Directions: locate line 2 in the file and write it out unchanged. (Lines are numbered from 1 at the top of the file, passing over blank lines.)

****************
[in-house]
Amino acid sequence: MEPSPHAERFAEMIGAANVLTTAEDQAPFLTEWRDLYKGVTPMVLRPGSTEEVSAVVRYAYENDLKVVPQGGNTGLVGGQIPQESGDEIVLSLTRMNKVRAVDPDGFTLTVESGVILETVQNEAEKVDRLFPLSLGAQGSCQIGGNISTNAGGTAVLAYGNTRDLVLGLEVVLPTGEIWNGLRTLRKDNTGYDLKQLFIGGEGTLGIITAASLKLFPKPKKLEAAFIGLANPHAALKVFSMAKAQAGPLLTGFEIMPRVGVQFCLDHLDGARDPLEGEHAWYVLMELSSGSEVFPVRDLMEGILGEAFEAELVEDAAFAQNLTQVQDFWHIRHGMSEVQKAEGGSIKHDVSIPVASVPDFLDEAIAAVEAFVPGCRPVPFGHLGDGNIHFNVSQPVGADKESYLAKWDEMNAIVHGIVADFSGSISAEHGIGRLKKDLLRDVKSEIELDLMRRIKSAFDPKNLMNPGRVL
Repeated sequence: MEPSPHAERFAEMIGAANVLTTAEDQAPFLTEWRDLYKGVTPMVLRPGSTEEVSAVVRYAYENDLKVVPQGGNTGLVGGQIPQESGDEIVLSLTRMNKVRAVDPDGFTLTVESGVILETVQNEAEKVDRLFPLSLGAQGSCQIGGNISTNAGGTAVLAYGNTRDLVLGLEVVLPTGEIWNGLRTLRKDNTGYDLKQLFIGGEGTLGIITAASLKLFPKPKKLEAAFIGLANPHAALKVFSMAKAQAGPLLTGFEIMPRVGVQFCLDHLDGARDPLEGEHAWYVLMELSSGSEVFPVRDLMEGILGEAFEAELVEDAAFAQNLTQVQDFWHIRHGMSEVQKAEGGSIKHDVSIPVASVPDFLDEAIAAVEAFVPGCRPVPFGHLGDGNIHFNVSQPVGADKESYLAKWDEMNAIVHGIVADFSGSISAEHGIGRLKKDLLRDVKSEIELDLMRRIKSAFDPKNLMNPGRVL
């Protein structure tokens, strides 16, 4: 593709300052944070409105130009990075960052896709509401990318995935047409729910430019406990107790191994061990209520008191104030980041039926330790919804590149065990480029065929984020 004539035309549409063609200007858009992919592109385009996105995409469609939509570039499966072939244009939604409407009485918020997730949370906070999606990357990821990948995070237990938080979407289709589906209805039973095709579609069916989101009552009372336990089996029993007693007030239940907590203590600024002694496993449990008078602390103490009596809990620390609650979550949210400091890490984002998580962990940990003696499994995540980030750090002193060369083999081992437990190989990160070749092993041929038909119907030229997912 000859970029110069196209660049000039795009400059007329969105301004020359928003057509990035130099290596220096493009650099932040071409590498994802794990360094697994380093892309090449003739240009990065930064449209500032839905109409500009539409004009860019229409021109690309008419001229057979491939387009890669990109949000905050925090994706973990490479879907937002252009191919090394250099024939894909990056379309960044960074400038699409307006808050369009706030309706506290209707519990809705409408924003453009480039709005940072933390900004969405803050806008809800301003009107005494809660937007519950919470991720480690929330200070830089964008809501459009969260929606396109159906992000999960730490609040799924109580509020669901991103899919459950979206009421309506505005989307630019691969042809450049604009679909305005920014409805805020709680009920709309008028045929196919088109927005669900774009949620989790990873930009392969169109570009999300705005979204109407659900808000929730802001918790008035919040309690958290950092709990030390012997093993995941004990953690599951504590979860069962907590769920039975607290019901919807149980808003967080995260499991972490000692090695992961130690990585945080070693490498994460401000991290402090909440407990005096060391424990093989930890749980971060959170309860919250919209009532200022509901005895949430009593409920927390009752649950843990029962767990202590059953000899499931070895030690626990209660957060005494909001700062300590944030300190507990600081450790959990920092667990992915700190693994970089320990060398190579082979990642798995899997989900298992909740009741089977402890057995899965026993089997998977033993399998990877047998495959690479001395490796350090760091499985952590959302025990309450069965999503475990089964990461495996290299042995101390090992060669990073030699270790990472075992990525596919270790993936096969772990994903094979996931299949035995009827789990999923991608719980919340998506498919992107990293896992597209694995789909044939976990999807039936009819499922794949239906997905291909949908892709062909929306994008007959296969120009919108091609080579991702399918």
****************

Amino acid sequence: MEPSPHAERFAEMIGAANVLTTAEDQAPFLTEWRDLYKGVTPMVLRPGSTEEVSAVVRYAYENDLKVVPQGGNTGLVGGQIPQESGDEIVLSLTRMNKVRAVDPDGFTLTVESGVILETVQNEAEKVDRLFPLSLGAQGSCQIGGNISTNAGGTAVLAYGNTRDLVLGLEVVLPTGEIWNGLRTLRKDNTGYDLKQLFIGGEGTLGIITAASLKLFPKPKKLEAAFIGLANPHAALKVFSMAKAQAGPLLTGFEIMPRVGVQFCLDHLDGARDPLEGEHAWYVLMELSSGSEVFPVRDLMEGILGEAFEAELVEDAAFAQNLTQVQDFWHIRHGMSEVQKAEGGSIKHDVSIPVASVPDFLDEAIAAVEAFVPGCRPVPFGHLGDGNIHFNVSQPVGADKESYLAKWDEMNAIVHGIVADFSGSISAEHGIGRLKKDLLRDVKSEIELDLMRRIKSAFDPKNLMNPGRVL